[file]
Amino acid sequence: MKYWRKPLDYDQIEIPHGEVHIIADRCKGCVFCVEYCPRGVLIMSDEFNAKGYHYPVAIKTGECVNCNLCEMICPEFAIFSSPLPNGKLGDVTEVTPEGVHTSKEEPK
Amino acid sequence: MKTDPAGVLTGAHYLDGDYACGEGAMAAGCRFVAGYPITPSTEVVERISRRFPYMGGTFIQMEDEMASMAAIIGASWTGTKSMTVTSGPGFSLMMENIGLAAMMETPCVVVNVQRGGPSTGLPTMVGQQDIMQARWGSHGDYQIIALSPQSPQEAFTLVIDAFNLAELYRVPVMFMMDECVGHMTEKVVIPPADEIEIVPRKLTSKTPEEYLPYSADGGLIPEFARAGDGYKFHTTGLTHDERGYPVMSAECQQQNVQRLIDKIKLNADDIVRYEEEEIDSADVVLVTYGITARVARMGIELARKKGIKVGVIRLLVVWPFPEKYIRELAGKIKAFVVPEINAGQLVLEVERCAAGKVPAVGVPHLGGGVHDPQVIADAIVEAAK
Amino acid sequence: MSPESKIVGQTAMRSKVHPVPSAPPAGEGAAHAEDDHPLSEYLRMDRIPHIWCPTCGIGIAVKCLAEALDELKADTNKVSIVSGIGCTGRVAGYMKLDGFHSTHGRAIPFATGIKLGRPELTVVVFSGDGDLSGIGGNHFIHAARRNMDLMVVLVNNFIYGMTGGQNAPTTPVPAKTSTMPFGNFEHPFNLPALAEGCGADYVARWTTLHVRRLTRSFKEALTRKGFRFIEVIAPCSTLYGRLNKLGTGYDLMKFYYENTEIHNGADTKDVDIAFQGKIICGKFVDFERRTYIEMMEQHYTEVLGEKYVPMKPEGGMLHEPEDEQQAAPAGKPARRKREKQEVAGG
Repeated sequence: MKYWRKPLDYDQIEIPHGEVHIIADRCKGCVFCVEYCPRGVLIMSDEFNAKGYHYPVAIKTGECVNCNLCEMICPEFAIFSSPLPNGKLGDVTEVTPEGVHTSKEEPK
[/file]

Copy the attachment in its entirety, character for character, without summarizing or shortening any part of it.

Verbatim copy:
Amino acid sequence: MKYWRKPLDYDQIEIPHGEVHIIADRCKGCVFCVEYCPRGVLIMSDEFNAKGYHYPVAIKTGECVNCNLCEMICPEFAIFSSPLPNGKLGDVTEVTPEGVHTSKEEPK
Amino acid sequence: MKTDPAGVLTGAHYLDGDYACGEGAMAAGCRFVAGYPITPSTEVVERISRRFPYMGGTFIQMEDEMASMAAIIGASWTGTKSMTVTSGPGFSLMMENIGLAAMMETPCVVVNVQRGGPSTGLPTMVGQQDIMQARWGSHGDYQIIALSPQSPQEAFTLVIDAFNLAELYRVPVMFMMDECVGHMTEKVVIPPADEIEIVPRKLTSKTPEEYLPYSADGGLIPEFARAGDGYKFHTTGLTHDERGYPVMSAECQQQNVQRLIDKIKLNADDIVRYEEEEIDSADVVLVTYGITARVARMGIELARKKGIKVGVIRLLVVWPFPEKYIRELAGKIKAFVVPEINAGQLVLEVERCAAGKVPAVGVPHLGGGVHDPQVIADAIVEAAK
Amino acid sequence: MSPESKIVGQTAMRSKVHPVPSAPPAGEGAAHAEDDHPLSEYLRMDRIPHIWCPTCGIGIAVKCLAEALDELKADTNKVSIVSGIGCTGRVAGYMKLDGFHSTHGRAIPFATGIKLGRPELTVVVFSGDGDLSGIGGNHFIHAARRNMDLMVVLVNNFIYGMTGGQNAPTTPVPAKTSTMPFGNFEHPFNLPALAEGCGADYVARWTTLHVRRLTRSFKEALTRKGFRFIEVIAPCSTLYGRLNKLGTGYDLMKFYYENTEIHNGADTKDVDIAFQGKIICGKFVDFERRTYIEMMEQHYTEVLGEKYVPMKPEGGMLHEPEDEQQAAPAGKPARRKREKQEVAGG
Repeated sequence: MKYWRKPLDYDQIEIPHGEVHIIADRCKGCVFCVEYCPRGVLIMSDEFNAKGYHYPVAIKTGECVNCNLCEMICPEFAIFSSPLPNGKLGDVTEVTPEGVHTSKEEPK